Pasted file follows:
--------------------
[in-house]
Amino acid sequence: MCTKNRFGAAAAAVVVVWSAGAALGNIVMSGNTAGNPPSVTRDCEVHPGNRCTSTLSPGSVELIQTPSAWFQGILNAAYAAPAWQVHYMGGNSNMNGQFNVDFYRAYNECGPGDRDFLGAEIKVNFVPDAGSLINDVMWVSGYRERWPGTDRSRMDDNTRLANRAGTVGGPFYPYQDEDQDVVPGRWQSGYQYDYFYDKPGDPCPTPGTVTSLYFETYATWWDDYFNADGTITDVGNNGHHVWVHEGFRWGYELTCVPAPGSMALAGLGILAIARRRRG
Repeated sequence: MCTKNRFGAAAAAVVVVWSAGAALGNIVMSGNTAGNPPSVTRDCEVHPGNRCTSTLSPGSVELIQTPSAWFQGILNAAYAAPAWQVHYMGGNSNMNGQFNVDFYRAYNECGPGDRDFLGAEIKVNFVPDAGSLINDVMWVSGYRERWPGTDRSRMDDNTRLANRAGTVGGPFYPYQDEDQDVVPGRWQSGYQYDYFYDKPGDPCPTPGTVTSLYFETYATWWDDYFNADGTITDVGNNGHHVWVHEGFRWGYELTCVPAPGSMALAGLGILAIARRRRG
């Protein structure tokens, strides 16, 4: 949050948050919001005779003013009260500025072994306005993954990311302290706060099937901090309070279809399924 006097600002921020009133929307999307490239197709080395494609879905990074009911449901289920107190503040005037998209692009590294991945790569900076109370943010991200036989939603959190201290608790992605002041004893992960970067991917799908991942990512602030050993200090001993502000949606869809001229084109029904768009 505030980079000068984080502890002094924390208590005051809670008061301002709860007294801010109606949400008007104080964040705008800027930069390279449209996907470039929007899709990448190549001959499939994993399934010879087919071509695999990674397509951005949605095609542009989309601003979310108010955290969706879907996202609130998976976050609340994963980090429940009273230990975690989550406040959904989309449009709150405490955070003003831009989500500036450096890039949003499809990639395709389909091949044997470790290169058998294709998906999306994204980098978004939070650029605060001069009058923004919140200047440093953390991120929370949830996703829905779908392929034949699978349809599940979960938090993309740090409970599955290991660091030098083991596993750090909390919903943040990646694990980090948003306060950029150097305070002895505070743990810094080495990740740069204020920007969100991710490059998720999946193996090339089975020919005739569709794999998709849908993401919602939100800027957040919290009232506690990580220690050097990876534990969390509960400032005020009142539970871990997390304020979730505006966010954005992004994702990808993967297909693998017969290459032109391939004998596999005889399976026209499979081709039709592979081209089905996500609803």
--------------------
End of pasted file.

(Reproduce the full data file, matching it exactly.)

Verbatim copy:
[in-house]
Amino acid sequence: MCTKNRFGAAAAAVVVVWSAGAALGNIVMSGNTAGNPPSVTRDCEVHPGNRCTSTLSPGSVELIQTPSAWFQGILNAAYAAPAWQVHYMGGNSNMNGQFNVDFYRAYNECGPGDRDFLGAEIKVNFVPDAGSLINDVMWVSGYRERWPGTDRSRMDDNTRLANRAGTVGGPFYPYQDEDQDVVPGRWQSGYQYDYFYDKPGDPCPTPGTVTSLYFETYATWWDDYFNADGTITDVGNNGHHVWVHEGFRWGYELTCVPAPGSMALAGLGILAIARRRRG
Repeated sequence: MCTKNRFGAAAAAVVVVWSAGAALGNIVMSGNTAGNPPSVTRDCEVHPGNRCTSTLSPGSVELIQTPSAWFQGILNAAYAAPAWQVHYMGGNSNMNGQFNVDFYRAYNECGPGDRDFLGAEIKVNFVPDAGSLINDVMWVSGYRERWPGTDRSRMDDNTRLANRAGTVGGPFYPYQDEDQDVVPGRWQSGYQYDYFYDKPGDPCPTPGTVTSLYFETYATWWDDYFNADGTITDVGNNGHHVWVHEGFRWGYELTCVPAPGSMALAGLGILAIARRRRG
């Protein structure tokens, strides 16, 4: 949050948050919001005779003013009260500025072994306005993954990311302290706060099937901090309070279809399924 006097600002921020009133929307999307490239197709080395494609879905990074009911449901289920107190503040005037998209692009590294991945790569900076109370943010991200036989939603959190201290608790992605002041004893992960970067991917799908991942990512602030050993200090001993502000949606869809001229084109029904768009 505030980079000068984080502890002094924390208590005051809670008061301002709860007294801010109606949400008007104080964040705008800027930069390279449209996907470039929007899709990448190549001959499939994993399934010879087919071509695999990674397509951005949605095609542009989309601003979310108010955290969706879907996202609130998976976050609340994963980090429940009273230990975690989550406040959904989309449009709150405490955070003003831009989500500036450096890039949003499809990639395709389909091949044997470790290169058998294709998906999306994204980098978004939070650029605060001069009058923004919140200047440093953390991120929370949830996703829905779908392929034949699978349809599940979960938090993309740090409970599955290991660091030098083991596993750090909390919903943040990646694990980090948003306060950029150097305070002895505070743990810094080495990740740069204020920007969100991710490059998720999946193996090339089975020919005739569709794999998709849908993401919602939100800027957040919290009232506690990580220690050097990876534990969390509960400032005020009142539970871990997390304020979730505006966010954005992004994702990808993967297909693998017969290459032109391939004998596999005889399976026209499979081709039709592979081209089905996500609803």